Electricity
Most people top up their electricity with an electricity card. In newer buildings, it’s one card per meter and one meter per apartment; in hutong homes, there may be several meters per household. Electricity meters can usually be found in a utility closet on your floor, just outside your apartment, or outside your courtyard in the case of hutong homes. Each meter displays how much money is left. When in doubt, ask your building management or landlord.


For newer apartments with electricity cards, you can top up at an ATM machine or bank counter. The ATM process takes a bit of getting used to since the interface is all in Chinese, but it’s pretty simple once you memorize all the steps. You have to specify how many units of electricity in kilowatt hour you want to buy (more on this below). The new generation of “smart” electricity cards can be topped up directly through Alipay (the Chinese equivalent of PayPal). Here, you’d specify how much money you want to add, not kWh.

Some older hutong homes use a clunkier system where you have to write down the electricity meter number, go to a branch of China Postal Savings Bank, and tell the clerk how much money you want to put on it. Note that you can only pay in cash. (Why this bank? We have no clue.)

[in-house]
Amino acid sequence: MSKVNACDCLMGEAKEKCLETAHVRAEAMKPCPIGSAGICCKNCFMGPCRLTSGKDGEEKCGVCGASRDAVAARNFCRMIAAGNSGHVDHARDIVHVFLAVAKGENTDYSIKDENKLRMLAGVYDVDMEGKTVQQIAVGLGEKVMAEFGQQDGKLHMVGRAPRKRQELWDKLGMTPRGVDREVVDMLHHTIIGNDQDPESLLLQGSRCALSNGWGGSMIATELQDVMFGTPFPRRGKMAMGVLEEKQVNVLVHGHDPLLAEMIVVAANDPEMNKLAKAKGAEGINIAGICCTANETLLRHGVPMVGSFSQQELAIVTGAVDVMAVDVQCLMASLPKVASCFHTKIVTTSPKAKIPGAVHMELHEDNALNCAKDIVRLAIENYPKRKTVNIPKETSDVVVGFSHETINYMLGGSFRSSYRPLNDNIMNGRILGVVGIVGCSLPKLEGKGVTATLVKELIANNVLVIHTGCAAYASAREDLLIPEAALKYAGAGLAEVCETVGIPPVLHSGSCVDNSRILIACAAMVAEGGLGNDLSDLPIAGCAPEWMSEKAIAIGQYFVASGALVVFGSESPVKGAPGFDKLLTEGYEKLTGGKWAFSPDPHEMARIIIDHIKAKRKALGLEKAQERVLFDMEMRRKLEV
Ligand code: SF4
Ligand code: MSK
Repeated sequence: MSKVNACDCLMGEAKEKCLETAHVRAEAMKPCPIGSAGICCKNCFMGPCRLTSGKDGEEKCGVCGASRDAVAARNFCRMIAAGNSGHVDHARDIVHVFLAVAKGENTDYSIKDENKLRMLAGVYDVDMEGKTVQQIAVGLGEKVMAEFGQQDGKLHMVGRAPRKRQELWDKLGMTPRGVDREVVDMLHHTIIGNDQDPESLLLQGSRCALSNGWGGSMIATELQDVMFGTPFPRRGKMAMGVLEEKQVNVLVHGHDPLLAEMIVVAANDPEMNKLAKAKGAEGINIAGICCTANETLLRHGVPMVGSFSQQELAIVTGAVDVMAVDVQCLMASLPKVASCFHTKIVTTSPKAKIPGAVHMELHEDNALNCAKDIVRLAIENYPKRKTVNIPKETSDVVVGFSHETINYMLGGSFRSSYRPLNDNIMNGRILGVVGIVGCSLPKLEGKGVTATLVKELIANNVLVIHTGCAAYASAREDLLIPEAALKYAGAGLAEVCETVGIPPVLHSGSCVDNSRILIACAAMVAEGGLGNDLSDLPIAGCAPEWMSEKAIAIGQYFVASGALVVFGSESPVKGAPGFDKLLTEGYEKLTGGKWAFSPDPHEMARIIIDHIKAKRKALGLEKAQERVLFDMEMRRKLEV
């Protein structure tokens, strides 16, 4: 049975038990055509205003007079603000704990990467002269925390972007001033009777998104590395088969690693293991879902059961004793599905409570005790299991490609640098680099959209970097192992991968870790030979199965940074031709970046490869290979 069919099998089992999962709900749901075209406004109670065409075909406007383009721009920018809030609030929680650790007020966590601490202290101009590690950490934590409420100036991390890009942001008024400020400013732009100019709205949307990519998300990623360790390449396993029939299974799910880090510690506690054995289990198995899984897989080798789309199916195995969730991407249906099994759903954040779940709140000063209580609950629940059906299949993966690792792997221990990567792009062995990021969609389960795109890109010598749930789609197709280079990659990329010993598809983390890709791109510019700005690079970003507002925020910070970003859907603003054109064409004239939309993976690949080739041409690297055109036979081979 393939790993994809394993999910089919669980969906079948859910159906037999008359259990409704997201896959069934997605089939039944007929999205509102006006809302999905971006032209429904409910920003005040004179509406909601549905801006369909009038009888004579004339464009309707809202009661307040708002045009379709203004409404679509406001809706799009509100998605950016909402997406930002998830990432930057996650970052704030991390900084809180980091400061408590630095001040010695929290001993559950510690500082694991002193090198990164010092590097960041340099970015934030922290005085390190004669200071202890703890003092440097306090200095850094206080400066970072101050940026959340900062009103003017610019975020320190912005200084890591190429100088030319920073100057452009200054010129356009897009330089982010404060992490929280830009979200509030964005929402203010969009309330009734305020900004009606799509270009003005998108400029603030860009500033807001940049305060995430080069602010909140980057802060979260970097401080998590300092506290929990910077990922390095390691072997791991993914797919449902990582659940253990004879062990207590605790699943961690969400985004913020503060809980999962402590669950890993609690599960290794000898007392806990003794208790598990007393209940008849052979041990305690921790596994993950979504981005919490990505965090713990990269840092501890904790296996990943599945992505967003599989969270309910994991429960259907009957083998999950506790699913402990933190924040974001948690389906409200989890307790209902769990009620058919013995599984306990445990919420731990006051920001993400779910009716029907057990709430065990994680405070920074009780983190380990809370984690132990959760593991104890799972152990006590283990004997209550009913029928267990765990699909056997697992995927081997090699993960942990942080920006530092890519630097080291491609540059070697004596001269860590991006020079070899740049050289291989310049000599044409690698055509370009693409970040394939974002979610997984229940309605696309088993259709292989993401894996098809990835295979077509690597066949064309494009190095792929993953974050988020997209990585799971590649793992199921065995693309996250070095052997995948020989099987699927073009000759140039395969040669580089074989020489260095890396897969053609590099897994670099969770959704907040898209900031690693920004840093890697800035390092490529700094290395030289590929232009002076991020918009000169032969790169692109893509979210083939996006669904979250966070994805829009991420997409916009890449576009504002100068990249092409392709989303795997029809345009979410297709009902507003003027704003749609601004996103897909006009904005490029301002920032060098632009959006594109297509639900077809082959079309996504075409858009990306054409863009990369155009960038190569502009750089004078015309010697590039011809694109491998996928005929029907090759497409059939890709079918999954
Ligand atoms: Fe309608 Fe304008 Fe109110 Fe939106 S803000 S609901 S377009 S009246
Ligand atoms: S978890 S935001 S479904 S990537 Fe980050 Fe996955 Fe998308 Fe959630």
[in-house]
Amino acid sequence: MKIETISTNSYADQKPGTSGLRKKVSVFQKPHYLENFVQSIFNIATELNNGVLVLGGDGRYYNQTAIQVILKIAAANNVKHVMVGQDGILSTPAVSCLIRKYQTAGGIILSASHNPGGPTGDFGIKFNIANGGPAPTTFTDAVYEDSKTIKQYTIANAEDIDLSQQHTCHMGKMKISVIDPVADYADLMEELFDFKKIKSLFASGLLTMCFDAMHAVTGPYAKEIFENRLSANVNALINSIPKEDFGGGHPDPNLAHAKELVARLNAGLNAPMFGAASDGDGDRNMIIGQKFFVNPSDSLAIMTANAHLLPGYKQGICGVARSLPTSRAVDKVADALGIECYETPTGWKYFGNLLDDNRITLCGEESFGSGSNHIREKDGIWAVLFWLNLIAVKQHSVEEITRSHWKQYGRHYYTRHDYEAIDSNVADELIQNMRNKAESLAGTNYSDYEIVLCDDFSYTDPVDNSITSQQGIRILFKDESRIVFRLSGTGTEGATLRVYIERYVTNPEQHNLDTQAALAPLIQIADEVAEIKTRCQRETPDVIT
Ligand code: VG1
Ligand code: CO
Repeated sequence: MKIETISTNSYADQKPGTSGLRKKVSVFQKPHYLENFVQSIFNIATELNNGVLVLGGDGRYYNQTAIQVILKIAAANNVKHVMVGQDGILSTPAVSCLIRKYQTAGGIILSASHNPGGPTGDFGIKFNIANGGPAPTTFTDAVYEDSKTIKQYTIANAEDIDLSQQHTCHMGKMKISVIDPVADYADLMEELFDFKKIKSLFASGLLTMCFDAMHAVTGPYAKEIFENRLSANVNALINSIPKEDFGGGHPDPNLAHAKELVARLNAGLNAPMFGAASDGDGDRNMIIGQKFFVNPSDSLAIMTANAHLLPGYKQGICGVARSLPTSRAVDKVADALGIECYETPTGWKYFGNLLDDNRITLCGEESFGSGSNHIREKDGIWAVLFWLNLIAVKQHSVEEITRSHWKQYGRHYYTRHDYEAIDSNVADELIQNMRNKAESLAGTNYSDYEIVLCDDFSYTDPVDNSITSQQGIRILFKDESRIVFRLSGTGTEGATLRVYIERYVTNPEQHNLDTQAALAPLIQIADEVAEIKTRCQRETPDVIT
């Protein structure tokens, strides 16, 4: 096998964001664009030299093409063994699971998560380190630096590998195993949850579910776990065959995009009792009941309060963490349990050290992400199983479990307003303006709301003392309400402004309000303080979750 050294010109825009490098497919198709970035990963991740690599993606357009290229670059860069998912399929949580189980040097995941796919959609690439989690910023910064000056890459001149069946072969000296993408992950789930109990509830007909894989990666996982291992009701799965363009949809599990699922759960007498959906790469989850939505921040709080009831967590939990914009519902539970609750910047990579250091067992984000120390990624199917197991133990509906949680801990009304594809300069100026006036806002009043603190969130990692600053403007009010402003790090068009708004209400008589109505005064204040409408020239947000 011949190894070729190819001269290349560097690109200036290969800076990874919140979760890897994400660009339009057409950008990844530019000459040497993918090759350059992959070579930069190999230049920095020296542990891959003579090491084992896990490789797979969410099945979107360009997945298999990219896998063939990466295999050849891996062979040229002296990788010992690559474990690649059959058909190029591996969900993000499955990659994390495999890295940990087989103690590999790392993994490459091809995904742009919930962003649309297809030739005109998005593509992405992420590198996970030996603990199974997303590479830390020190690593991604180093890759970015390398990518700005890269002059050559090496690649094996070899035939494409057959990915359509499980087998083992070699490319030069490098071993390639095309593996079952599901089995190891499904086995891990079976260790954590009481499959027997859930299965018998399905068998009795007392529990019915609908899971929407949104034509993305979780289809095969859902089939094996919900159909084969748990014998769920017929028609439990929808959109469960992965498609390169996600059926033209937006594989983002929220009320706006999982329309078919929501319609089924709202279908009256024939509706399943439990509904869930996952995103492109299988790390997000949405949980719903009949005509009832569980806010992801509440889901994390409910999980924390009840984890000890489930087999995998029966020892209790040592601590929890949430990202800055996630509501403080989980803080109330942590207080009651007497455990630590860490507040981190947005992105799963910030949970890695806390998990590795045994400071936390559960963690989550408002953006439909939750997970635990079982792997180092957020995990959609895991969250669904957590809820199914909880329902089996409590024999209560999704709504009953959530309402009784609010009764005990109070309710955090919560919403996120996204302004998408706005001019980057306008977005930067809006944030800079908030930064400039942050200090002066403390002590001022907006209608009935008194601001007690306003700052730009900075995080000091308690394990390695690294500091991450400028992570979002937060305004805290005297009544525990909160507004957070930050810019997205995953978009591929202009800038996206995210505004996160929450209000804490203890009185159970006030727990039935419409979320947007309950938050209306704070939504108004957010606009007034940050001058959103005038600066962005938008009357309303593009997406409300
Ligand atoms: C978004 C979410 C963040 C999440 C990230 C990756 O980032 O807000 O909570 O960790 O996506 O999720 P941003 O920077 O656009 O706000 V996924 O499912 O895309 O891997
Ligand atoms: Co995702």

The electricity bill can vary significantly every month depending on the season and type of housing. For example, old and badly-insulated hutong houses with electric radiators can eat up a lot of energy in the winter. However, most electric radiators are set to crank up the heat late at night, when the utility costs the least. The price per kWh varies roughly between RMB 0.50 and RMB 0.80 depending on how much electricity you use every month. Get into the habit of tracking your monthly consumption; over time, you’ll be able to gauge how many units you need.

Paying for Electricity
at the Bank

1. You can either pay at the counter or use an ATM. For the first option, take a number and wait. Once you get to the window, give the clerk your electricity card and some money; it’ll be obvious what you’re here for.
2. To top up your card at the ATM, you’ll need to go through a Chinese-language menu. Every bank is a bit different, and not all banks have this option. At China Merchants Bank, for example, you access the menu by selecting “No-Card Option.” You’ll be prompted to enter your China Merchants Bank debit card number and insert your electricity card. Specify how many units of electricity you want to buy. The machine will calculate the cost and you’ll be prompted for your debit card PIN.
3. Keep the receipt in case you ever need to show proof of payment. Generally, this is a good habit to get into in China.
4. Should you lose your card, call the Beijing Electricity Corporation hotline at 95588. Service is available in English.

For the rest of this article, visit our sister site, beijingkids.

This article originally appeared in the 2015 beijingkids Home and Relocation Guide. Click here to read the issue for free on Issuu.com. To find out how you can get your own copy, email [email protected].

Photo: Xinhua News Agency


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